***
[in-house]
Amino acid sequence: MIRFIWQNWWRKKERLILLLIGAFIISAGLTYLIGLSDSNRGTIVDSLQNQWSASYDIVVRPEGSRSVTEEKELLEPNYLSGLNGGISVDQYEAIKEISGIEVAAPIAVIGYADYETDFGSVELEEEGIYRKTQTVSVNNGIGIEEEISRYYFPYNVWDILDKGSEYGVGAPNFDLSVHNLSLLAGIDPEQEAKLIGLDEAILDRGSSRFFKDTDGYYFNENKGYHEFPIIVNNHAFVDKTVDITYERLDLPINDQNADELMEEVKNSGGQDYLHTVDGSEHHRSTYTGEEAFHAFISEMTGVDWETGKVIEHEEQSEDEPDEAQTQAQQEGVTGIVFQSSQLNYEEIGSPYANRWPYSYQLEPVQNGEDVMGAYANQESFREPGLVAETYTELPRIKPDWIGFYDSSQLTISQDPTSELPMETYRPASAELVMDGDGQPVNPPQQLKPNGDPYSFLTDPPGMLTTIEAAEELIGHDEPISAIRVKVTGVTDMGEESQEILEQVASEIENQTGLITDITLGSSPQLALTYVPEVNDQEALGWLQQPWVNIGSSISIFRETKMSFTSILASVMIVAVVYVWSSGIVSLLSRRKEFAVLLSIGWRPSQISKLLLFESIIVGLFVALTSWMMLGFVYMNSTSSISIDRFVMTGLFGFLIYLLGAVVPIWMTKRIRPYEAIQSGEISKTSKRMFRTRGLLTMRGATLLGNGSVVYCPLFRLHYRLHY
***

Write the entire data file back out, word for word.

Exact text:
[in-house]
Amino acid sequence: MIRFIWQNWWRKKERLILLLIGAFIISAGLTYLIGLSDSNRGTIVDSLQNQWSASYDIVVRPEGSRSVTEEKELLEPNYLSGLNGGISVDQYEAIKEISGIEVAAPIAVIGYADYETDFGSVELEEEGIYRKTQTVSVNNGIGIEEEISRYYFPYNVWDILDKGSEYGVGAPNFDLSVHNLSLLAGIDPEQEAKLIGLDEAILDRGSSRFFKDTDGYYFNENKGYHEFPIIVNNHAFVDKTVDITYERLDLPINDQNADELMEEVKNSGGQDYLHTVDGSEHHRSTYTGEEAFHAFISEMTGVDWETGKVIEHEEQSEDEPDEAQTQAQQEGVTGIVFQSSQLNYEEIGSPYANRWPYSYQLEPVQNGEDVMGAYANQESFREPGLVAETYTELPRIKPDWIGFYDSSQLTISQDPTSELPMETYRPASAELVMDGDGQPVNPPQQLKPNGDPYSFLTDPPGMLTTIEAAEELIGHDEPISAIRVKVTGVTDMGEESQEILEQVASEIENQTGLITDITLGSSPQLALTYVPEVNDQEALGWLQQPWVNIGSSISIFRETKMSFTSILASVMIVAVVYVWSSGIVSLLSRRKEFAVLLSIGWRPSQISKLLLFESIIVGLFVALTSWMMLGFVYMNSTSSISIDRFVMTGLFGFLIYLLGAVVPIWMTKRIRPYEAIQSGEISKTSKRMFRTRGLLTMRGATLLGNGSVVYCPLFRLHYRLHY